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Cardiac weights and lesions as risk factors of in-transit losses of market-weight pigs in Ontario

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Title: Cardiac weights and lesions as risk factors of in-transit losses of market-weight pigs in Ontario
Author: Zurbrigg, Kathy
Department: Department of Population Medicine
Program: Population Medicine
Advisor: O'Sullivan, Terri
Abstract: Health conditions existing prior to transport could predispose a market pig to dying or becoming non-ambulatory during transport. The objectives of this thesis were to determine if cardiac weights and gross and histological lesions were associated with in-transit loss (ITL) pigs, to determine if a heritable cardiac condition is associated with the lesions observed in pig hearts and to determine if cardiac lesions, weights and loading management risk factors on the farm were associated with higher annual rates of ITLs. Between June 2012 and April 2015, 85 ITL carcasses and the hearts from 198 ITL and 400 non-ITL (control) pigs from one Ontario abattoir were collected and examined for gross and histological lesions and differences in cardiac weights and weight ratios over several phases of the study. Post-mortem examinations of ITL pigs (N=85) from one Ontario abattoir indicated the cause of death to be heart failure because of cardiac lesions that developed prior to transport. Hearts from pigs that died during transport (N=70) demonstrated significantly greater frequencies of cardiac lesions (e.g. hypertrophy of ventricle walls), greater average heart weights and greater heart weight to body weight ratios than hearts from non-ITL pigs. Genome wide analyses were performed on a subset of the ITL and non-ITL hearts (N=536). Genes associated with hypertrophy and arrhythmias were identified, though the strength of the association was low. Examination of 300 hearts collected from the processing line and loading management data collected from 30 farms (10 hearts from each farm) classified by low, moderate and high rates of annual in-transit losses resulted in differences between cardiac weights and weight ratios and the loading management risk factors between high and low loss farms. It is plausible that pigs with cardiac lesions and increased cardiac weights are unable to respond to the increased exertion required during sorting, loading and transport to the abattoir which results in transport mortalities due to cardiac insufficiency. Further research is needed to determine what initiates cardiac remodelling in pigs and to measure cardiac function in pigs with lesions.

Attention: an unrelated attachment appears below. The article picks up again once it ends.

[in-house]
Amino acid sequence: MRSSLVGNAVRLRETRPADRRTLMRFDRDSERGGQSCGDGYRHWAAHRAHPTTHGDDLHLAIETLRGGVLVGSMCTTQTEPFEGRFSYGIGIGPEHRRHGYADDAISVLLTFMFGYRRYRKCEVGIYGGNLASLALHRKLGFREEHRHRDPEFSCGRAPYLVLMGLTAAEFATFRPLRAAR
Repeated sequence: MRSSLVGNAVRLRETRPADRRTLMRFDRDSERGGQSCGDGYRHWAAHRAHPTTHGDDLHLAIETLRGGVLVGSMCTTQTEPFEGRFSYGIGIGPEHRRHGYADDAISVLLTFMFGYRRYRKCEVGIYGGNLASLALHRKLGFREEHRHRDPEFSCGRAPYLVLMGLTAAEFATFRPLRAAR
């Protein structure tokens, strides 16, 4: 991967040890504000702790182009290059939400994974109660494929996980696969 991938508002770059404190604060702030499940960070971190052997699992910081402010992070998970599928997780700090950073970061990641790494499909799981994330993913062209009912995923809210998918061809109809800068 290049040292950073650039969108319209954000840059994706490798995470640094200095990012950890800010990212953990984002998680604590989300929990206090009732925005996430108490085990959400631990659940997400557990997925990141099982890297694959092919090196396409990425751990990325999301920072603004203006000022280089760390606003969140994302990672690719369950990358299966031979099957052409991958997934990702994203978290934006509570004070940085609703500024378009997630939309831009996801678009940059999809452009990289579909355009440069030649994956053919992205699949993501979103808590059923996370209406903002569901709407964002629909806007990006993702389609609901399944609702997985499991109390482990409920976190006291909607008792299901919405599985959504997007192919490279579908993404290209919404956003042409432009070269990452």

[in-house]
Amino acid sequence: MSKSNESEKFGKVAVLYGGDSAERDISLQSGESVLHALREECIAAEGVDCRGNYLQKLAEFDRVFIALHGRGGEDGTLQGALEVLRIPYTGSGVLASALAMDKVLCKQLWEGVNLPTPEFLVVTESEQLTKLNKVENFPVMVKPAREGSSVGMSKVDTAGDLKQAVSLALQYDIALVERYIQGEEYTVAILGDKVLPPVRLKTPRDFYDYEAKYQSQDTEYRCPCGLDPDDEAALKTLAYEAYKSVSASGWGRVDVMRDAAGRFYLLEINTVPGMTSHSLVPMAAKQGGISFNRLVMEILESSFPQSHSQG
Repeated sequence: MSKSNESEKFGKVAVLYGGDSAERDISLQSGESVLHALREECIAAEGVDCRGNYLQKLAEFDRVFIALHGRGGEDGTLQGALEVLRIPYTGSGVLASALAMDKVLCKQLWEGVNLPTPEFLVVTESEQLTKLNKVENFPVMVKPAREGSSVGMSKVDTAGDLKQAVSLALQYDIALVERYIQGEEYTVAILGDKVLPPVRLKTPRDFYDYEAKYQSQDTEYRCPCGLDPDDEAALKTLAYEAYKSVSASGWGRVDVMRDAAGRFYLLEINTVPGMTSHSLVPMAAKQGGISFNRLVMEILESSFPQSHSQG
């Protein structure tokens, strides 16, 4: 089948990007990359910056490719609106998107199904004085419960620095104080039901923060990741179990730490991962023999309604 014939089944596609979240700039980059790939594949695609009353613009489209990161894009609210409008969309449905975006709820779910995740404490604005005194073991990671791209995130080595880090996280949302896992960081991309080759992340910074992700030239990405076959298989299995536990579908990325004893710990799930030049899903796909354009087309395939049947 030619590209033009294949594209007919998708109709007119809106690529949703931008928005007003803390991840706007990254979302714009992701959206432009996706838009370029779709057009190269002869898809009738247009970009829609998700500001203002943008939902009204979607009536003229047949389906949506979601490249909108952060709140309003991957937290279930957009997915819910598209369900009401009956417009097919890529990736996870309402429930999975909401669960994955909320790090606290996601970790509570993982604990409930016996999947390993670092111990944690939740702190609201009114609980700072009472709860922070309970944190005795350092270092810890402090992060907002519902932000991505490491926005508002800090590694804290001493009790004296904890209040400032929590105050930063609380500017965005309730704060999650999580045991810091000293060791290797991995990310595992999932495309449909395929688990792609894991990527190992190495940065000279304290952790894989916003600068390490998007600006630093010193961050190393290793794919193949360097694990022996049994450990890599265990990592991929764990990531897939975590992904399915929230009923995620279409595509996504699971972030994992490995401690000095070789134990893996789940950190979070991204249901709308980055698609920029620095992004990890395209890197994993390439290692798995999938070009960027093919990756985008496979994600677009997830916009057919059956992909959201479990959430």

URI: http://hdl.handle.net/10214/14670
Date: 2018
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